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An ambitious book about race and education in 21st century America, showing the connections between schools, institutional racism, and the media, and what young people of color and the rest of us can do to carve out space for another kind of public education.
One of America's most distinguished scholars of race shows us how public education needs to be seen in the light of the influence of "color-blind racism as a system of power." Drawing examples from schools, media, and the workplace, Collins gives us a book of social analysis that is also an energizing handbook for change.
‘’In Another Kind of Public Education, Patricia Hill Collins skillfully melds high theory with everyday practice. . . . This book is both a treat and a treasure.’’-Gloria Ladson-Billings, author of The Dreamkeepers: Successful Teachers of African American Children
‘’Collins argues that four dimensions of racial discrimination continue to characterize American society: structural, cultural, disciplinary and interpersonal, contending that symbolic victories such as the election of Obama and the success of black women like Oprah Winfrey and Condoleezza Rice are no substitute for substantive change. . . . The author's personal experiences as a black woman and as a teacher enliven the book. . . . An intellectually challenging monograph on race relations.’’-Publishers Weekly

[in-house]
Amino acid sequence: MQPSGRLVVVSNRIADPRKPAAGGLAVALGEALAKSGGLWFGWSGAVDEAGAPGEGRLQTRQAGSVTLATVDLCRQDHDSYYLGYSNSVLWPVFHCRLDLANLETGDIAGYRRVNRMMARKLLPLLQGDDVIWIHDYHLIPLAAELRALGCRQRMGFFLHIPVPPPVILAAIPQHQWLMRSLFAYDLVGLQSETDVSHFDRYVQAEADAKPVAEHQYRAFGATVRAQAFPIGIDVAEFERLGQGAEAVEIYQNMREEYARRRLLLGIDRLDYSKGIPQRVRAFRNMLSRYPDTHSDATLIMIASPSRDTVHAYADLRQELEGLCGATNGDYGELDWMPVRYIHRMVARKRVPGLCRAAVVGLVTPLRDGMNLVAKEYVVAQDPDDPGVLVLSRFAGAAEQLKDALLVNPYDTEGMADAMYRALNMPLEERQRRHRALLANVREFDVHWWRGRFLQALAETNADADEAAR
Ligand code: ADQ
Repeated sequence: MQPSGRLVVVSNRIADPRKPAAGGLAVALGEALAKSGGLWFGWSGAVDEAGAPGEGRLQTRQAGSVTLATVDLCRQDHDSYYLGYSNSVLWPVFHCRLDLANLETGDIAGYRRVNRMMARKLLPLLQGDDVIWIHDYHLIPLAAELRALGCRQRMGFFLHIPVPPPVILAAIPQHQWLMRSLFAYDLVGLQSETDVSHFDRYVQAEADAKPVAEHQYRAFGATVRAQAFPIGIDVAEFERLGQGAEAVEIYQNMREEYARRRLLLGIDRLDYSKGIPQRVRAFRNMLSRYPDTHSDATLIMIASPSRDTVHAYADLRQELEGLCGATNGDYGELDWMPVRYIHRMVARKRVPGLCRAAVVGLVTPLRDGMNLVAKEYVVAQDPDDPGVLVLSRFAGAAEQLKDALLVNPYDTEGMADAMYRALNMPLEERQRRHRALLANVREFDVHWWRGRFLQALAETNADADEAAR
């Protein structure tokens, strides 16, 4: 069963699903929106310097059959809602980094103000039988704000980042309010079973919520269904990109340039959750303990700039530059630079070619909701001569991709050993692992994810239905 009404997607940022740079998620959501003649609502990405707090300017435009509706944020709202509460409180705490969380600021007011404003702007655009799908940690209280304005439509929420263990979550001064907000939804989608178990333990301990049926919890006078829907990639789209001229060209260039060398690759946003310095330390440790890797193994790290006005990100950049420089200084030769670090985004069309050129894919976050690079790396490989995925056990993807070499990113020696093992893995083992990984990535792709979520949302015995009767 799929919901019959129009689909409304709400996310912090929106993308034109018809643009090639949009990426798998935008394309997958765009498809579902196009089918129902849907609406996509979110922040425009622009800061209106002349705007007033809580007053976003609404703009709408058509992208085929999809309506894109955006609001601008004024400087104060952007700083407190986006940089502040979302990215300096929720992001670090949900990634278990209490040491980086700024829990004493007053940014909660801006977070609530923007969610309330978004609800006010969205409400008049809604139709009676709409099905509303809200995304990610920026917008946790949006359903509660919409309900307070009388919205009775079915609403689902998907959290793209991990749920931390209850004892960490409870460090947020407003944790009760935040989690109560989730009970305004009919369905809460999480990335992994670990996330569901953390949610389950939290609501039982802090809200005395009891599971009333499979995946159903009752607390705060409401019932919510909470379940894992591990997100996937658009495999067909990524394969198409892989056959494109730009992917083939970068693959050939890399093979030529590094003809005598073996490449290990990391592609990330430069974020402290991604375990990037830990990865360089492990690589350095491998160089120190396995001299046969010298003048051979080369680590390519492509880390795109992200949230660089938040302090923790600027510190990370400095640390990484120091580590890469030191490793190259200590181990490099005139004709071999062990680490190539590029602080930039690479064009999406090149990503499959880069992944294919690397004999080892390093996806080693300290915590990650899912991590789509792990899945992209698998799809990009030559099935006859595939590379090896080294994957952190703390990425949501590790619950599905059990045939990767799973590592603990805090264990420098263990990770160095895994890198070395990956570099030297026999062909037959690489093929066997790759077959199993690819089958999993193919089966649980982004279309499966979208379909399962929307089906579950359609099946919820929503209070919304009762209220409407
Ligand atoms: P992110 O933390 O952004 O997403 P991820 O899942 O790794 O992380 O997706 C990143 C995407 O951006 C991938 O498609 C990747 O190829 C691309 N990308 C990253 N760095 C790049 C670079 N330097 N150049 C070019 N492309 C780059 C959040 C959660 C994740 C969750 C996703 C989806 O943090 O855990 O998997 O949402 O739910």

Patricia Hill Collins is Distinguished Professor of Sociology, University of Maryland-College Park, and the author of several books, including Black Feminist Thought and Black Sexual Politics. She lives with her husband in Wheaton, Maryland.
Table of Contents
|Preface: Another Kind of Public Education||p. vii|
|What Does the Flag Mean to You?: Education and Democratic Possibilities||p. 1|
|Social Blackness, Honorary Whiteness, and All Points in Between: Color-Blind Racism as a System of Power||p. 40|
|Would You Know It If You Saw It?: Practicing Resistance in a Seemingly Color-Blind Society||p. 82|
|Somebody's Watching You: To Be Young, Sexy, and Black||p. 135|
|Afterword: The Way Forward: Remembering Zora||p. 175|
|A Note from the Series Editor||p. 184|
|Table of Contents provided by Ingram. All Rights Reserved.|
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